From that point on I realized, “Wow, this is going to be the next wave of disruption that I’ve seen in the past.” I was very fascinated. I took online classes, I read everything I possibly could. I became involved with a number of organizations and spinoffs from MIT that were looking to utilize the technology to do some interesting things. And then eventually, about 14 months ago, I left the company that I was working for and pursued blockchain opportunities.

And within that journey, that I met my two co-founders Ingemar. Ingemar was actually working in the insurance space, he had formerly been the CTO at SunGard and Mikael, who’s also in the financial space and we co-founded iXledger, as a marketplace for insurance on the blockchain.

Lori Schwartz:                    Well, that is an exciting history. That is an exciting history. When you talk about thinking about a particular business category to dive into, were you thinking about insurance like way back or is it just because of all these different factors that led you to that?

Cristina Dolan:                   It’s interesting because I had been working with the Terminal One car data companies, and in working in that space, I started to recognize how valuable data is, and the fact that you need a lot of data about assets in order to be able to finance or insure them, because you can’t even finance unless you have something insured, and people who have data don’t give it away. It’s becoming harder and harder to aggregate data behind a firewall because there’s a lack of trust.

It was that moment that I recognized the insurance space requires a lot, a lot of data, and the people who have the data don’t necessarily just want to give it up. Blockchain facilitates the ability to take little shards of data that may be owned by a number of providers that may be either good partners or frenemies, but allows them to control the access to that data, but allow that to be accessible to an entity that needs to assemble all these little shards in order to execute a transaction.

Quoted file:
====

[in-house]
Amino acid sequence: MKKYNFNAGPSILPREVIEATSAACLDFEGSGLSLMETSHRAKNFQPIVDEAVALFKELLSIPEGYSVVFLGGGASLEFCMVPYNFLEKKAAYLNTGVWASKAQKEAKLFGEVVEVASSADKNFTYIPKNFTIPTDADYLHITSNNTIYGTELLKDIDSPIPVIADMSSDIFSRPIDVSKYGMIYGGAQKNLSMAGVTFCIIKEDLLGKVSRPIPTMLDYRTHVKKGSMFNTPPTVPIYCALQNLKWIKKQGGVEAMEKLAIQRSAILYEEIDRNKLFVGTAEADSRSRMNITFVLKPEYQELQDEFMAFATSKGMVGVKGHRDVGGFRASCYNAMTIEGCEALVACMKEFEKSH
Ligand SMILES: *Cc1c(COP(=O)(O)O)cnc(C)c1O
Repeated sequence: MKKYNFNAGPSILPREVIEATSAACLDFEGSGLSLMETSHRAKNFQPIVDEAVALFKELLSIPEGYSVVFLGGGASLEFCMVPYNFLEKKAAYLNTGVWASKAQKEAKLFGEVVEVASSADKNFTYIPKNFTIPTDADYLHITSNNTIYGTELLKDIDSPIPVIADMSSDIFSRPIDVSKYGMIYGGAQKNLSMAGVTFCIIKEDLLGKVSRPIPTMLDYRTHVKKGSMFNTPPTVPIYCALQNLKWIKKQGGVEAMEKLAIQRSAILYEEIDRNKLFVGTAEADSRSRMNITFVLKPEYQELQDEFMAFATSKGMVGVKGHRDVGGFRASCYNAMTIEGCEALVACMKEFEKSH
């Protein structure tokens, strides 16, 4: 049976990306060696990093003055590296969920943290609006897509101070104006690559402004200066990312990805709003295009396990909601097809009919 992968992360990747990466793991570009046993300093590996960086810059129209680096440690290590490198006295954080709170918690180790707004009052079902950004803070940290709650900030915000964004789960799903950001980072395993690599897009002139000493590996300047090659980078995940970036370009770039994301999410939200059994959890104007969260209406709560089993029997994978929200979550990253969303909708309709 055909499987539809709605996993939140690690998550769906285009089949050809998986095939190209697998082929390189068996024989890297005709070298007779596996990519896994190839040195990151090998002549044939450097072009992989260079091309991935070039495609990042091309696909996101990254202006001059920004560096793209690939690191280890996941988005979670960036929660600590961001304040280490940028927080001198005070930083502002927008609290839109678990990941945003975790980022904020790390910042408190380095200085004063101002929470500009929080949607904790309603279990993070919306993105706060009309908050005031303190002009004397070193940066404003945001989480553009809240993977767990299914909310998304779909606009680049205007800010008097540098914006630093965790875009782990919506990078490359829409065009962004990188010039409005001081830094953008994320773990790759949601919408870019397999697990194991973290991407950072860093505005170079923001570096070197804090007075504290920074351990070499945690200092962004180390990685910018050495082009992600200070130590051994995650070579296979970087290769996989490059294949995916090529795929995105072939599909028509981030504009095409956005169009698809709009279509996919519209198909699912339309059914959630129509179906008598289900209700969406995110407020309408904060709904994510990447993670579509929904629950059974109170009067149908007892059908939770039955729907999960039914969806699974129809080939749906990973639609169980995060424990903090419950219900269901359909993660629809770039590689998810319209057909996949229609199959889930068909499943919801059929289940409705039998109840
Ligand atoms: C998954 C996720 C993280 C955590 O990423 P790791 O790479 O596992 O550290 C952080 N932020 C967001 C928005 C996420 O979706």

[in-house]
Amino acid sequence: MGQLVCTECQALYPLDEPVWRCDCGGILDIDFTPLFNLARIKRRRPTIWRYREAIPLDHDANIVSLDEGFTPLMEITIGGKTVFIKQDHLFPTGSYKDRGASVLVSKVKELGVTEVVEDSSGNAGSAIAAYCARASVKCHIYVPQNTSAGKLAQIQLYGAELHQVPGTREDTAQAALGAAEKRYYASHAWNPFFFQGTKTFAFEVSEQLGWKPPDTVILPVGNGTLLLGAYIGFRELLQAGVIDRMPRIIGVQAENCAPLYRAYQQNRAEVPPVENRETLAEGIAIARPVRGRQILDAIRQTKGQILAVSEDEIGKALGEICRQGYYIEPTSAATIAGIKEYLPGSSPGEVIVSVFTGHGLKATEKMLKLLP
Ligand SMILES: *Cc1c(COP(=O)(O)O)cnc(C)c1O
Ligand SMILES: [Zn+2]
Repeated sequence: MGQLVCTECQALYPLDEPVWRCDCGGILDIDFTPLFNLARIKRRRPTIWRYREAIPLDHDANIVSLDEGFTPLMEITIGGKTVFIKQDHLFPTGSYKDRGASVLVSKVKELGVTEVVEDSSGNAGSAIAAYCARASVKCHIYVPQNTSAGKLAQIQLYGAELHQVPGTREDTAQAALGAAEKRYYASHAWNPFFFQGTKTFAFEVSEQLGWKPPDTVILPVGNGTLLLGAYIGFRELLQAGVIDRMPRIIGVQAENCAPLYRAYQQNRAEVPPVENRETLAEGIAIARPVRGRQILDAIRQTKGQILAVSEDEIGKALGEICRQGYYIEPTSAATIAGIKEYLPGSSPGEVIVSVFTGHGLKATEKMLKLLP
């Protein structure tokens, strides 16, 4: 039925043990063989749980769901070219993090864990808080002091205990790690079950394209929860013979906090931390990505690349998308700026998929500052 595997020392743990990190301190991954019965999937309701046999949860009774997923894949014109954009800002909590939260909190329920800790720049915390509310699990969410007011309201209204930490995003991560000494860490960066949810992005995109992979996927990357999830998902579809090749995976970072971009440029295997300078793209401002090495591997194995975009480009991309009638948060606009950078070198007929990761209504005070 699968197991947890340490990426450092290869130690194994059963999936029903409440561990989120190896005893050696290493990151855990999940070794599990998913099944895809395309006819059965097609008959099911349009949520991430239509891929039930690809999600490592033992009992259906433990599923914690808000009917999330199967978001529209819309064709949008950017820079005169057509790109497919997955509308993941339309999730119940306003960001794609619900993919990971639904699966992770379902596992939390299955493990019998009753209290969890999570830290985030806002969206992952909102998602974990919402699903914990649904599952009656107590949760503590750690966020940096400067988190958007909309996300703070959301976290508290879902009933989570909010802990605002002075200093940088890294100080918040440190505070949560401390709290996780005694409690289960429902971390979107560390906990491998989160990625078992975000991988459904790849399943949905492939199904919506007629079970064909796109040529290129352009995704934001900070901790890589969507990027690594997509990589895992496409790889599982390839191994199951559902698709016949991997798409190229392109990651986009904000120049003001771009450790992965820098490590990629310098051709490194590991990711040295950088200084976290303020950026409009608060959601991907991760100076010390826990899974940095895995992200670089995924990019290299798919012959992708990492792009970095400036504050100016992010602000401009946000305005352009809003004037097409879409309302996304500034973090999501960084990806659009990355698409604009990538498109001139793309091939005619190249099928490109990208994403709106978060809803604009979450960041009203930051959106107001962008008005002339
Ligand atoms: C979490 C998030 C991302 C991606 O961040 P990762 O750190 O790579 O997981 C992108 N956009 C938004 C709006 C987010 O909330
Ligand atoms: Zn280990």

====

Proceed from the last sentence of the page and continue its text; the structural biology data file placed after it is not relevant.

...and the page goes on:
Lori Schwartz:                    I love that idea of trust too, because trust has come up so much, obviously with everything going on with Facebook and even YouTube and all the different digital platforms. Do you think it’s a coincidence right now that trust is such a big issue and that blockchain is sort is becoming a word, an expression that regular people know now? You’ve been in this industry for a while, but we all are starting to understand it now. It’s sort of in the current. Is that because of what’s happening with security and privacy?

Cristina Dolan:                   That is very insightful of you, Lori, because one of the things that has caught my attention is that, you know, trust overall ever since the financial crisis has gone down significantly. After 9/11, I think everybody came together and there was a sense of trust in centralized organizations, but after the financial crisis, that sort of completely fell apart. And I think that was one of the many things that was going on at the time, that allowed bitcoin to ignite and engage people.

But if you look at things like, for example, the Edelman’s study that’s come out every year, the trust that people have in for example financial systems or even insurance system is very low. In general, when trust goes down, compliance and regulatory requirements go up, and that’s expensive and it takes time. So if you can utilize a technology that embeds trust, that means the cycle of contracting, earning, getting paid and then using that money to pay somebody else is shorter. When you shorten that cycle, it’s good for the economy.

It’s actually much more effective to use the technology that improves the speed of transactions through trust than it is to use economic easing and throwing all this money out and devaluing money.

Lori Schwartz:                    That’s another great point because the other thing I keep reading about right now is how different countries are shutting down bitcoin or they’re shutting down companies that are pursuing it and because of the legislation and the regulatory issues. Do you see that as being a continual issue or do you think that will sort of evaporate over time?